"Hi!"
Written by Ann Herbert Scott
Illustrated by Glo Coalson
(North-South Books, 1994)

I love this book, too. But it's my daughter who really got her mind blown by it... When we first started going out in the stroller all the time, she would wave and say "hi" to everyone, and the post office was a frequent destination (so that Daddy could pick up all his mail for the world-famous Slipcue.com website...) Thus, imagine her delight and astonishment when we brought home this charming story of a little girl named Margarita who goes to the post office with her mommy and tries to get the other patrons to say hello to her, only to meet with their indiffernce and lack of awareness. Margarita gets really bummed out that no one notices her (until, of course, somebody does, and she is ecstatic...) and the author's ability to get into the little child's frame of mind is quite lovely... My girl went crazy for this book -- it completely captured her own experience, and she asked for it me to read Hi! to her again and again... -- over a dozen times in a row -- the first time she ever had such a strong reaction to a book. Great story, and the artwork perfectly supports the text. Margarita emerges as one of the most delightful, enthusiastic characters you'll come across inside a picturebook for some time to come. Like many great children's books, this one is, sadly, out of print. It's worth tracking down a copy, though -- you'll be glad you did. (A+)


"Is Susan Here?"
Written by Janice May Udry
Illustrated by Karen Gundersheimer
(Harper Collins, 1962/1993)

A playful, imaginative little girl spends the whole day pretending to be different animals -- a tiger, a chicken, a monkey, a bear -- and saying "Where is Susan?" to her parents. They play along, and let the "animals" do all of Susan's chores until, at last, at bedtime, Susan returns. A cute story about fantasy and play, which shows how parents can join in the fun, too. Maybe not the most magical or technically skillful of children's books, but a good story that rings true and radiates warmth and love. Worth checking out! (B+)


"Suki's Kimono"
Written by Chieri Uegaki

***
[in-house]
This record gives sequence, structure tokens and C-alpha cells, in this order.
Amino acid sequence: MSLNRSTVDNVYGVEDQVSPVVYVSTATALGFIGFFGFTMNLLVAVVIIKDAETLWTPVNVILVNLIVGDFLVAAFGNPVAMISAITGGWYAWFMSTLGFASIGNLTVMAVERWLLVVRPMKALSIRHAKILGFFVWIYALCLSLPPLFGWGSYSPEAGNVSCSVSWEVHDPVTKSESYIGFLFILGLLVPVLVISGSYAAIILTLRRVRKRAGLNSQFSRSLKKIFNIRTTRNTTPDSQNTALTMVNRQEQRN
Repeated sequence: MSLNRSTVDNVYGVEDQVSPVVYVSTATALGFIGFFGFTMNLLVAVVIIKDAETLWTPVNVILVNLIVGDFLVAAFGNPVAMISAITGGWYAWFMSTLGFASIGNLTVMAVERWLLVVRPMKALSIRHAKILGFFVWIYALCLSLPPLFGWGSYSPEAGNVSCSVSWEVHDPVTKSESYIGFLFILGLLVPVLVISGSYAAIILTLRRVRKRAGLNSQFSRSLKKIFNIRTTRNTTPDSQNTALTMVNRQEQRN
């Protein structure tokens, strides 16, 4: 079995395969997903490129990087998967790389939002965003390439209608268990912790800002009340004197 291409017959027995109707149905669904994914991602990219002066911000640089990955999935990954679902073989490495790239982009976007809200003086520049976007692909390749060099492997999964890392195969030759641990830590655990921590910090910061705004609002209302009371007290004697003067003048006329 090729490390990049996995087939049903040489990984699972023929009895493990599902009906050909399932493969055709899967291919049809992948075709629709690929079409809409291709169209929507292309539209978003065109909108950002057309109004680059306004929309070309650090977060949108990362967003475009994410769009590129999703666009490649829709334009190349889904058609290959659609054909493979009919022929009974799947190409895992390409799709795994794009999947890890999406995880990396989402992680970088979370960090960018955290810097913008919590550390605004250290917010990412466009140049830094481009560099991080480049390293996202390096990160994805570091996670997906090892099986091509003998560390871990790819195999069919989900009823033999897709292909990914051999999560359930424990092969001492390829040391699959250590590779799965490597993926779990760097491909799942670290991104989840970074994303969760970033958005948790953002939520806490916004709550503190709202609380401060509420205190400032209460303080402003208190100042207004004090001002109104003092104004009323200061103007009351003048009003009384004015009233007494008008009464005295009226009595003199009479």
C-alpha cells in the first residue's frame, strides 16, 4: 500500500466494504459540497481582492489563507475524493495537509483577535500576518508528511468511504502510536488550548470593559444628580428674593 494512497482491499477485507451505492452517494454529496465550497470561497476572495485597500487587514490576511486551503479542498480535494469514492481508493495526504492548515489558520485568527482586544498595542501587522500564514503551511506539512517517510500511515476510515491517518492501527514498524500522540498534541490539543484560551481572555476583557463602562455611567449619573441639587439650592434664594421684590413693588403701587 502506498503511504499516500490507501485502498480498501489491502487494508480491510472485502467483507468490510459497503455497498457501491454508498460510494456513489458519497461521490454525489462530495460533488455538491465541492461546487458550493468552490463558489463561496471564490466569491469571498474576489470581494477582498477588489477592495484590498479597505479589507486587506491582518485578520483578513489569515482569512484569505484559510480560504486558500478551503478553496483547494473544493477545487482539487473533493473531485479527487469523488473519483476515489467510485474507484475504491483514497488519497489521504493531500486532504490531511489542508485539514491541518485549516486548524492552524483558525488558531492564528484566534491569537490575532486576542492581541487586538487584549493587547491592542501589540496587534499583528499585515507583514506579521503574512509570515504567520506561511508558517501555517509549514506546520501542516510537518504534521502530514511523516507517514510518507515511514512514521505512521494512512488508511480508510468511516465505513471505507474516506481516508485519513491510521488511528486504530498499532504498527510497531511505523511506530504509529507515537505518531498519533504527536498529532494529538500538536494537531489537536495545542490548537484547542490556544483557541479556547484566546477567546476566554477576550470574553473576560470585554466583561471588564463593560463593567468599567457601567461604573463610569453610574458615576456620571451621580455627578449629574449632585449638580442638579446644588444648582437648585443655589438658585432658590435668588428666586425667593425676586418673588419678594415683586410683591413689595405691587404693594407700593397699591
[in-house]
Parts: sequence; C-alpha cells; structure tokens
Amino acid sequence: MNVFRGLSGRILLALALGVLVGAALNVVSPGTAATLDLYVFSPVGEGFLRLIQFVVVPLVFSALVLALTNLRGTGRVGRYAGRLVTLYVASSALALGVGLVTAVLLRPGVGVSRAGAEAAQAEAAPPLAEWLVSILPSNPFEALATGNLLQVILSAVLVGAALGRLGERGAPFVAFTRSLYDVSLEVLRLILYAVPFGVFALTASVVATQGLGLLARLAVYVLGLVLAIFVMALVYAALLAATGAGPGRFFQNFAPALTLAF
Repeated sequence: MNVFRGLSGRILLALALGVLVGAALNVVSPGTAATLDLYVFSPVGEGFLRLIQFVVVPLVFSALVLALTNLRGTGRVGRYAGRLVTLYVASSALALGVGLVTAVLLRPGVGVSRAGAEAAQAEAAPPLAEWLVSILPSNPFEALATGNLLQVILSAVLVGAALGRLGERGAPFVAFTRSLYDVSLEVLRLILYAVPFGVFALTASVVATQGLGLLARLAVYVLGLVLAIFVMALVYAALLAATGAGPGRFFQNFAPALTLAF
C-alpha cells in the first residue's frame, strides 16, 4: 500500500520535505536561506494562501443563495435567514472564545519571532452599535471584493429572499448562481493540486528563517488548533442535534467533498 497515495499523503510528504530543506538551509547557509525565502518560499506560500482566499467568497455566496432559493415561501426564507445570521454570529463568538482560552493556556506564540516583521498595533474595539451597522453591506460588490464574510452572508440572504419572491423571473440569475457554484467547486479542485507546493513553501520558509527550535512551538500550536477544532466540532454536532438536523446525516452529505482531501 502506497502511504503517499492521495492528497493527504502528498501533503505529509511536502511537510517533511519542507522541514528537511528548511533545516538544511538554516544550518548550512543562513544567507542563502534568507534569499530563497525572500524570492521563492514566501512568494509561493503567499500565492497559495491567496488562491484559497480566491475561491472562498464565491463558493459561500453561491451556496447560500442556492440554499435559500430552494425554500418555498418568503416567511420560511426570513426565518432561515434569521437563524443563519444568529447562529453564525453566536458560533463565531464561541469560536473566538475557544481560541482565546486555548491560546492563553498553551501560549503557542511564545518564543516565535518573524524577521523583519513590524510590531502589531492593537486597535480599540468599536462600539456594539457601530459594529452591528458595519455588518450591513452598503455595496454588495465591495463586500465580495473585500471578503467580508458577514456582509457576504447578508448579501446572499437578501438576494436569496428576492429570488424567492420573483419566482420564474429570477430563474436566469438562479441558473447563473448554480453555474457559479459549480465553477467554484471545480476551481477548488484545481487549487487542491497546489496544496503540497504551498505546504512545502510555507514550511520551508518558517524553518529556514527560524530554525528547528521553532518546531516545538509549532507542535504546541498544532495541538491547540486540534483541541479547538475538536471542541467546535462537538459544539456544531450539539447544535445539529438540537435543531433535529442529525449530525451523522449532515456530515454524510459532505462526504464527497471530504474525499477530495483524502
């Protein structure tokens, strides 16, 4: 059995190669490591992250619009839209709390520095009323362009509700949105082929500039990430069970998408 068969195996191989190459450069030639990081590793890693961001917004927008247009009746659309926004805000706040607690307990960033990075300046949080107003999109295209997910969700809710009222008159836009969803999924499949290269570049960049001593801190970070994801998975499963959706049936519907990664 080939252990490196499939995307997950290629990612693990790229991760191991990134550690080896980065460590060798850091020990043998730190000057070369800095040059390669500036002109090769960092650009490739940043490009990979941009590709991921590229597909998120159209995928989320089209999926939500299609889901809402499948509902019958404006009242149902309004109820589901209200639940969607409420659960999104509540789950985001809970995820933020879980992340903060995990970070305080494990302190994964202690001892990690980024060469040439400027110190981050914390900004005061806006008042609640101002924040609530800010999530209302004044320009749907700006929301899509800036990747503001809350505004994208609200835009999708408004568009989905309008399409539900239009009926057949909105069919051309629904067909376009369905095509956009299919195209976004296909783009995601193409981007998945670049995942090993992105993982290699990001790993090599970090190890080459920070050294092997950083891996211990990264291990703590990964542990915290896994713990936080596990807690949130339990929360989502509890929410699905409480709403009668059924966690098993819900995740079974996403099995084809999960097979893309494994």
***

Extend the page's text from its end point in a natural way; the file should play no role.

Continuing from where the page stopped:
Illustrated by Stphane Jorisch
(Kids Can Press, 2003)

A young Japanese-American girl (well, Japanese-Canadian, actually...) wants to go to the first day of school wearing a formal, traditional kimono that her grandmother bought her. Her sisters mock Suki and warn her that the other kids will tease her and think she's weird. Suki wears the kimono anyway, and though a lot of kids do make fun of her, the children in her homeroom class are won over when Suki explains why the kimono means so much to her and shows them a Japanese folk dance that she learned at a summertime cultural festival. This book wears its multi-cultural message on its sleeve, but the obviousness of it doesn't make a dent in the sweet, charming story (which is buoyed by gorgeous, captivating artwork)... All the messages here -- embracing one's cultural roots, willing to not be "cool", and following your own individual interests and a reverence for things that are old or old-fashioned -- all ring true for me. Maybe for you as well? At any rate, Suki can hang out at our house any time... I like that kid! (A)


"Hello, Lulu"
Written by Caroline Uff
Illustrated by Caroline Uff
(Walker Books, 1999)

Meet Lulu, a cute, cheerful little girl with a cute, cheerful life. Here we're introduced to Lulu, her pets and her family... She goes to the park and plays with her pals, and generally seems quite content. Uff's approach is similar to Lucy Cousins' Maisy books -- there's bright, simple artwork, and a blandly perky heroine with no hint of any trouble or angst anywhere to be seen. Little kids, girls in particular, will love this book. One thing that's odd is that here they tell us that red is Lulu's favorite color, but they never follow up on this potentially diverting detail anywhere else in this book, or in the rest of the series. No big deal; it doesn't really matter. Anyway, my girl went koo-koo for Lulu -- we discovered her at the library and wound up buying our favorite books in the series, and are still getting plenty of milage out of them. Recommended, although this first volume isn't my favorite in the series. (B)


"Lulu's Busy Day"
Written by Caroline Uff
Illustrated by Caroline Uff
(Walker Books, 2000)

Perhaps the best of the Lulu books... Here Lulu plays in the park, eats a meal, does some art, takes a bubble bath, brushes her teeth and goes to bed, smiling all the while. There's no plot, really, but that won't affect the enjoyment of this book. Not at all. Nice, light entertainment and good role modeling as well. Recommended! (A)


"Happy Birthday, Lulu!"
Written by Caroline Uff
Illustrated by Caroline Uff
(Walker Books, 2000)

Lulu gets some cards in the mail, gets dressed in her pretty new clothes, has a modest birthday celebration with a handful of friends and her two siblings. Her big gift from her parents is a Noah's Ark toy -- if that sort of religious reference bothers you, you might want to skip this one... Or, you could just call it her "boat." All in all, this one's pretty nice, too... My kid loves these books. (A)


"Happy Christmas, Lulu!"
Written by Caroline Uff
Illustrated by Caroline Uff
(Orchard Books, 2003)

(-)


"Lulu's Holiday"
Written by Caroline Uff
Illustrated by Caroline Uff
(Walker Books, 2004)

Lulu goes to the beach, puts on sunscreen (or, "suncream," as they call it in the UK...) and plays in the waves and the sand. Another short, emphemeral offering in the "Lulu" series. (A)